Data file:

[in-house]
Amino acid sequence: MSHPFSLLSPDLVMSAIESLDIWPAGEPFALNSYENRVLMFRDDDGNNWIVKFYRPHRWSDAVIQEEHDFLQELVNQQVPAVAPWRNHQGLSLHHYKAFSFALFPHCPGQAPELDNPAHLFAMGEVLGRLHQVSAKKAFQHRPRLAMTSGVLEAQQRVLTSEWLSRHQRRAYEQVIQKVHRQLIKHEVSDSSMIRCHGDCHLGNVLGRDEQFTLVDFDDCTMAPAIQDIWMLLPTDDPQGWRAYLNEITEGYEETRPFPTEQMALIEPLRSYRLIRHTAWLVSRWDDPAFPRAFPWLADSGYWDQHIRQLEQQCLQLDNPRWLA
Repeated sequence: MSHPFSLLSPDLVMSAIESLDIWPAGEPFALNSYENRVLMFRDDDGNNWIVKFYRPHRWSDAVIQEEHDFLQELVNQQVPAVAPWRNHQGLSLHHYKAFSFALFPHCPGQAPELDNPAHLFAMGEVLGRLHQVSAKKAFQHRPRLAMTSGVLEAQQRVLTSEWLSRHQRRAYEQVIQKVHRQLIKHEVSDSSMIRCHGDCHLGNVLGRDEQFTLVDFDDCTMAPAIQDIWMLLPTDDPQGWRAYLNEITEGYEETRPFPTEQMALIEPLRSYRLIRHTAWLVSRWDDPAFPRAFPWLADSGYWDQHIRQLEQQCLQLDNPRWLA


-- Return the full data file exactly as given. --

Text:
[in-house]
Amino acid sequence: MSHPFSLLSPDLVMSAIESLDIWPAGEPFALNSYENRVLMFRDDDGNNWIVKFYRPHRWSDAVIQEEHDFLQELVNQQVPAVAPWRNHQGLSLHHYKAFSFALFPHCPGQAPELDNPAHLFAMGEVLGRLHQVSAKKAFQHRPRLAMTSGVLEAQQRVLTSEWLSRHQRRAYEQVIQKVHRQLIKHEVSDSSMIRCHGDCHLGNVLGRDEQFTLVDFDDCTMAPAIQDIWMLLPTDDPQGWRAYLNEITEGYEETRPFPTEQMALIEPLRSYRLIRHTAWLVSRWDDPAFPRAFPWLADSGYWDQHIRQLEQQCLQLDNPRWLA
Repeated sequence: MSHPFSLLSPDLVMSAIESLDIWPAGEPFALNSYENRVLMFRDDDGNNWIVKFYRPHRWSDAVIQEEHDFLQELVNQQVPAVAPWRNHQGLSLHHYKAFSFALFPHCPGQAPELDNPAHLFAMGEVLGRLHQVSAKKAFQHRPRLAMTSGVLEAQQRVLTSEWLSRHQRRAYEQVIQKVHRQLIKHEVSDSSMIRCHGDCHLGNVLGRDEQFTLVDFDDCTMAPAIQDIWMLLPTDDPQGWRAYLNEITEGYEETRPFPTEQMALIEPLRSYRLIRHTAWLVSRWDDPAFPRAFPWLADSGYWDQHIRQLEQQCLQLDNPRWLA